For anyone who has imagined what goes on in Walt Disney World after the gates close to the public, Pearson's (Peter and the Starcatchers) tale and Littman's authentic-sounding narration, in middle-schooler Finn Whitman's voice, offer a suspenseful all-access pass to the Magic Kingdom behind the scenes-filled with action, technology and a tricky (and implausible) riddle. Finn lands a cooler-than-cool opportunity after he becomes a model for a new breed of "holographic hosts" (Disney Host Interactive/Daylight Hologram Imaging) at Disney World. But the experience gets weirder than weird when Finn and the other four DHIs find themselves transported to the park via their nighttime dreams and must save the Magic Kingdom from Disney witches and villains called "Overtakers" by solving a puzzle said to be left behind by Walt himself. Littman reads at a smooth pace, speeding up along with the story's tension. He nails realistic kid-like reactions and dialogue even though listeners might find much of the plot hard to believe (and some of the plugs for Disney a bit over the top).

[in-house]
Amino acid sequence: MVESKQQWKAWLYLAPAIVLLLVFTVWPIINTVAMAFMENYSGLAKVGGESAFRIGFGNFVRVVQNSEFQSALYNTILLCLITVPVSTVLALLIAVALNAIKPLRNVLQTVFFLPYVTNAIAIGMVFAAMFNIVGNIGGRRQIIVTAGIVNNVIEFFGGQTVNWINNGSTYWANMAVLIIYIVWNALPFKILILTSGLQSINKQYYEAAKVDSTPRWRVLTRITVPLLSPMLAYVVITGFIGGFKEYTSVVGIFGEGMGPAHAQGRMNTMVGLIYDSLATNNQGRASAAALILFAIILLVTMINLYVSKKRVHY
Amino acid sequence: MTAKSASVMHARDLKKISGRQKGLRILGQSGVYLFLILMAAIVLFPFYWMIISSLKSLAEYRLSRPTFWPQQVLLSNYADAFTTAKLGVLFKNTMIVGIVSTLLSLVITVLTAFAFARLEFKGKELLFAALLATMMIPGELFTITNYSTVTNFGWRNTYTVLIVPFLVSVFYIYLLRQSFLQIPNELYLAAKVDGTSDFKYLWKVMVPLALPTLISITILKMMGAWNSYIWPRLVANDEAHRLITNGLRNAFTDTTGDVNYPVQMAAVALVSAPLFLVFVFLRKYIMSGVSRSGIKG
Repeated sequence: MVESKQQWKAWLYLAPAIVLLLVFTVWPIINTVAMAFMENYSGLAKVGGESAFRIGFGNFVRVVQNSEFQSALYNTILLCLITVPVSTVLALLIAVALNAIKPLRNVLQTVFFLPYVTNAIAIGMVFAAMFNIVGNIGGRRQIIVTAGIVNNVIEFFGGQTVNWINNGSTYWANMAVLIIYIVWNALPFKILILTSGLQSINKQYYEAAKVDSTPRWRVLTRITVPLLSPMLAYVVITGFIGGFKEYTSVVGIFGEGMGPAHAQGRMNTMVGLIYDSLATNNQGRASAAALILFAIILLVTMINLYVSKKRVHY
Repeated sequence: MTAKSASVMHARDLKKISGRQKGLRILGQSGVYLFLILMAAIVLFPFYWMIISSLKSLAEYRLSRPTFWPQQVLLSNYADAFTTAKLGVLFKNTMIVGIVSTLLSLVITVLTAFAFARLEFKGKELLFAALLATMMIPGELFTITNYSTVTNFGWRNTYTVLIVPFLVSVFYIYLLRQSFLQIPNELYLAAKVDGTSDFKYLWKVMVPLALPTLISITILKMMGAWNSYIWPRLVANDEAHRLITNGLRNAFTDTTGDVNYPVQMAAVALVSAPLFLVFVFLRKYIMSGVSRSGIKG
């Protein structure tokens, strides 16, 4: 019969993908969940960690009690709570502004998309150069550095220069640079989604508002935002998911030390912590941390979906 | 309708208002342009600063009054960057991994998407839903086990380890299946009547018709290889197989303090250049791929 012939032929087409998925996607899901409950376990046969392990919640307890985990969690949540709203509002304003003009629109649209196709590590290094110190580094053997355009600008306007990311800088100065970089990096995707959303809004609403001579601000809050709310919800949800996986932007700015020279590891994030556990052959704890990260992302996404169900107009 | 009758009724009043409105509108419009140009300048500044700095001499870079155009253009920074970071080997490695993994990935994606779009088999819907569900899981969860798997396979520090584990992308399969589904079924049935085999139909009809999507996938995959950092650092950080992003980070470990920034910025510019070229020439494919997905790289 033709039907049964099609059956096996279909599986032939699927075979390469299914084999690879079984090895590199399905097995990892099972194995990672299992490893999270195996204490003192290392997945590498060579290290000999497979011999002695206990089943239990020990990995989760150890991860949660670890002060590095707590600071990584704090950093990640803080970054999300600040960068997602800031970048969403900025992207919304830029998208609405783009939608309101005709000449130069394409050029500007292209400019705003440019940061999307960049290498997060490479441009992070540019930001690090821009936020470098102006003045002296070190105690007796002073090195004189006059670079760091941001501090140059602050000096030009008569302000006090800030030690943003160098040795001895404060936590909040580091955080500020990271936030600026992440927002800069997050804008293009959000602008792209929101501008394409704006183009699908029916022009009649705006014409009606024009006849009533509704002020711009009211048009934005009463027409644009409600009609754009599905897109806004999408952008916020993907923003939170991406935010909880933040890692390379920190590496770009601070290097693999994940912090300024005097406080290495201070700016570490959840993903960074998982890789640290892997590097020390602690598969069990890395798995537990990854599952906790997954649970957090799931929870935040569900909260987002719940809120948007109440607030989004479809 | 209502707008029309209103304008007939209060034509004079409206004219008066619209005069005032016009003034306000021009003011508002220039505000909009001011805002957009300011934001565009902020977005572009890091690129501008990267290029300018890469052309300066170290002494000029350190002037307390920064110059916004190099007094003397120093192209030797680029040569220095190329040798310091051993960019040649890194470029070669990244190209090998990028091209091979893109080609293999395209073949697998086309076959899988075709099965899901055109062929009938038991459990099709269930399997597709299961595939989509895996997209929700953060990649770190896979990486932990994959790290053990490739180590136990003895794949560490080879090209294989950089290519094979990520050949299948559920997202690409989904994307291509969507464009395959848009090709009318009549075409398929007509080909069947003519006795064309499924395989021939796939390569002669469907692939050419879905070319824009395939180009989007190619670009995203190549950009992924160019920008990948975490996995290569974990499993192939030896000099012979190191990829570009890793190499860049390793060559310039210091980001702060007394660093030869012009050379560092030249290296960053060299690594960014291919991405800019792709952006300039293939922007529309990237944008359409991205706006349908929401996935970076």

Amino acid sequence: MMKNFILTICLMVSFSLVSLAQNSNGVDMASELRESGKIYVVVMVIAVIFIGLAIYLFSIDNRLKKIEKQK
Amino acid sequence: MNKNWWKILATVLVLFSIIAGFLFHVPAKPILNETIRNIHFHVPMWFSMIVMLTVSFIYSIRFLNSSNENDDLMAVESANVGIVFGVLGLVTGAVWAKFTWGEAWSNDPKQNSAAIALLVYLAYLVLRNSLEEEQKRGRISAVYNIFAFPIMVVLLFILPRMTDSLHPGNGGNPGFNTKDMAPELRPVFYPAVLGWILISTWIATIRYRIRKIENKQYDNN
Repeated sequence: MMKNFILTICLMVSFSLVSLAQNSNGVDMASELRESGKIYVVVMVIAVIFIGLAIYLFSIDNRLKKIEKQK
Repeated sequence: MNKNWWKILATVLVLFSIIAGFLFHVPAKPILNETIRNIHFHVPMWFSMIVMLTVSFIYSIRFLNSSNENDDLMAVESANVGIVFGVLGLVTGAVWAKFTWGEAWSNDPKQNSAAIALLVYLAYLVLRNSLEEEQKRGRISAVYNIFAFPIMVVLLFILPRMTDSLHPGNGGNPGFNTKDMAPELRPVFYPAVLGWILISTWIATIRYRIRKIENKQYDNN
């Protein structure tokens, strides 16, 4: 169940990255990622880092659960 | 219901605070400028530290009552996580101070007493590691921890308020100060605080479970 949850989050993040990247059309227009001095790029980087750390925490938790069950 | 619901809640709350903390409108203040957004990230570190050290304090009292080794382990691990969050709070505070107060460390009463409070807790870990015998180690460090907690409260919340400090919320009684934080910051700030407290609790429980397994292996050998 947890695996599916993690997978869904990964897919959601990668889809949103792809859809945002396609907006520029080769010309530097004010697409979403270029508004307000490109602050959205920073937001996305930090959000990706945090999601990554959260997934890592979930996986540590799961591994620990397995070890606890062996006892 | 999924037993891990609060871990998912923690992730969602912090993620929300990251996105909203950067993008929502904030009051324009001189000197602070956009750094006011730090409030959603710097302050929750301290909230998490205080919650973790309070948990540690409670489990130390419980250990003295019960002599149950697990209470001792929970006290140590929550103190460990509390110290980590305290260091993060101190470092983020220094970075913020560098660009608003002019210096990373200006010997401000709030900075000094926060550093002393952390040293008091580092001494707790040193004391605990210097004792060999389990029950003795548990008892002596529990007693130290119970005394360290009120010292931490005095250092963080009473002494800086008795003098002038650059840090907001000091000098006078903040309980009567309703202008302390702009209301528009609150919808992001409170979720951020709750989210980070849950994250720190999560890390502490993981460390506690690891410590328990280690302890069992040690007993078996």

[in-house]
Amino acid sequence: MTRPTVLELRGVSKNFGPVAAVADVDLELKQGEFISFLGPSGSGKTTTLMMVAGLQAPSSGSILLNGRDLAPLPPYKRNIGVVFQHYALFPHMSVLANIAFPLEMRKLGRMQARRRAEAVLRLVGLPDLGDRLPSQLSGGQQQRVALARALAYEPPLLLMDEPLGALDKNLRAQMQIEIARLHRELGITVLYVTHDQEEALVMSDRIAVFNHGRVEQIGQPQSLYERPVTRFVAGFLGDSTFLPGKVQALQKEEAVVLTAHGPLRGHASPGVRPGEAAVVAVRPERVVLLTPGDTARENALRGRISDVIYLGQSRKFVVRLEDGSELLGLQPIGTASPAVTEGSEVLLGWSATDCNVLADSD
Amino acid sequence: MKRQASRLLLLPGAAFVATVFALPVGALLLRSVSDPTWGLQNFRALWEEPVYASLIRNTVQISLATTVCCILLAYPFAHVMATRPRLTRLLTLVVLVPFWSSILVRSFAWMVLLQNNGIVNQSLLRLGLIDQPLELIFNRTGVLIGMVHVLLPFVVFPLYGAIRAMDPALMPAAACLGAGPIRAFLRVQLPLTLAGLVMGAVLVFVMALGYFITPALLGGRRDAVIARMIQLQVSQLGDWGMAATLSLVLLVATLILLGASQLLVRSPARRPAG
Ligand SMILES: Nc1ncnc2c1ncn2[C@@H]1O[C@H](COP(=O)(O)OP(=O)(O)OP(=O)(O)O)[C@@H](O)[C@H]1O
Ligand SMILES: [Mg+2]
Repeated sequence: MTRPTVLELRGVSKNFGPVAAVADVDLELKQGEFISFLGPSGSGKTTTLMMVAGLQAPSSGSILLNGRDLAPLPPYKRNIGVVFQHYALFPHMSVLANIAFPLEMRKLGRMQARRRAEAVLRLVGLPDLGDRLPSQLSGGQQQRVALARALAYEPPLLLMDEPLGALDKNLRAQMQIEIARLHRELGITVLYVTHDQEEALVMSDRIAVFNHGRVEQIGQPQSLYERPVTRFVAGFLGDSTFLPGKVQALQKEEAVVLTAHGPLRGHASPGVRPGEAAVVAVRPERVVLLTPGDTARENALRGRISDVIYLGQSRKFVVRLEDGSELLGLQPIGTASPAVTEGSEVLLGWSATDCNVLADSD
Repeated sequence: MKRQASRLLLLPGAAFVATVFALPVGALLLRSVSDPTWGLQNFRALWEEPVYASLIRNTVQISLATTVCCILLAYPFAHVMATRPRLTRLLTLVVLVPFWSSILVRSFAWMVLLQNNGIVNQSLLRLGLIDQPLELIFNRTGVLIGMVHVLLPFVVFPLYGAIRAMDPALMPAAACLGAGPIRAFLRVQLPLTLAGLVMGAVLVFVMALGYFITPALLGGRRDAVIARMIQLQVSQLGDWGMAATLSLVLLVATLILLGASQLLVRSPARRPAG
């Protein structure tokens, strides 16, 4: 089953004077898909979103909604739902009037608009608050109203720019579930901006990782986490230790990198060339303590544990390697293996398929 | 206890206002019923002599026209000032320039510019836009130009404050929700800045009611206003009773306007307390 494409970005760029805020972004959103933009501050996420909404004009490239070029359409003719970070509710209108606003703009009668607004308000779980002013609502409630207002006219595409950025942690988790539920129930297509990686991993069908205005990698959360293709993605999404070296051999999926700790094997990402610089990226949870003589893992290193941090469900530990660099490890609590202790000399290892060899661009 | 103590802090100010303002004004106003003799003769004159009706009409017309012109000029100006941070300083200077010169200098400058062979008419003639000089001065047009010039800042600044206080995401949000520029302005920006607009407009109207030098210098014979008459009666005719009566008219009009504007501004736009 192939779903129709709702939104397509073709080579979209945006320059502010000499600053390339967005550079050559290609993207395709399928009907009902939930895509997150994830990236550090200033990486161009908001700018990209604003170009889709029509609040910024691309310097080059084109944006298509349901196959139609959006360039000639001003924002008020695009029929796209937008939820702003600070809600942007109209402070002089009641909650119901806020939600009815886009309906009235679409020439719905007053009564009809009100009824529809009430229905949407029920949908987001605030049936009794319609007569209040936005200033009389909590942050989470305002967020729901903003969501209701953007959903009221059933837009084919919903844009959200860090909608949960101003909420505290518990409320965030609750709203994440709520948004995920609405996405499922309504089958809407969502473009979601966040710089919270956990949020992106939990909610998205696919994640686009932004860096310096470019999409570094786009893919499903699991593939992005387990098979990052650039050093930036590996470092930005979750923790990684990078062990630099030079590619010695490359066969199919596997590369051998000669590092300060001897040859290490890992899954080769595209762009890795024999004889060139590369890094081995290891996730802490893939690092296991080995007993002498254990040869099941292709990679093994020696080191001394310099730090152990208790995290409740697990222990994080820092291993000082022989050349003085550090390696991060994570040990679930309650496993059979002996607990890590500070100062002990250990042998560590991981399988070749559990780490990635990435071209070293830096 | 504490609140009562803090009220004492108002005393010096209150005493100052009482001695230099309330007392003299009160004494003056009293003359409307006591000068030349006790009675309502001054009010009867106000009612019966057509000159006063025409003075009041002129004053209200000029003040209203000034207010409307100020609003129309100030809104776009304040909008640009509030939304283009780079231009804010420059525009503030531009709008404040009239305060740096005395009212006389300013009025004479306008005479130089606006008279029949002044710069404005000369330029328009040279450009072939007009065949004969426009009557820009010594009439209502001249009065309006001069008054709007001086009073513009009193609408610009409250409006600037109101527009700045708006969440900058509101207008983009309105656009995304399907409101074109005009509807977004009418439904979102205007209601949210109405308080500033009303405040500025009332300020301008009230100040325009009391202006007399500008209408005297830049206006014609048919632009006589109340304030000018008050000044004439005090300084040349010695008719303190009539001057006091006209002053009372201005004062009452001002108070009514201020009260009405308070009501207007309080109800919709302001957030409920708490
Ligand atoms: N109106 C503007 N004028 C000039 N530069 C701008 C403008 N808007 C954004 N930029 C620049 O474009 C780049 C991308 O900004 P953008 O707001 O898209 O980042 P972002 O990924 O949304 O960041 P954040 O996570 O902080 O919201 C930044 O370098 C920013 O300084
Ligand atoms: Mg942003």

added by lampbane | editPublishers Weekly
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This book is dedicated to anyone and everyone who ever wondered what happens when the gates are closed and the lights go out.
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He found himself standing next to the flagpole in Town Square, in the heart of the Magic Kingdom.
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Amazon.com Product Description (ISBN 0786854448, Hardcover)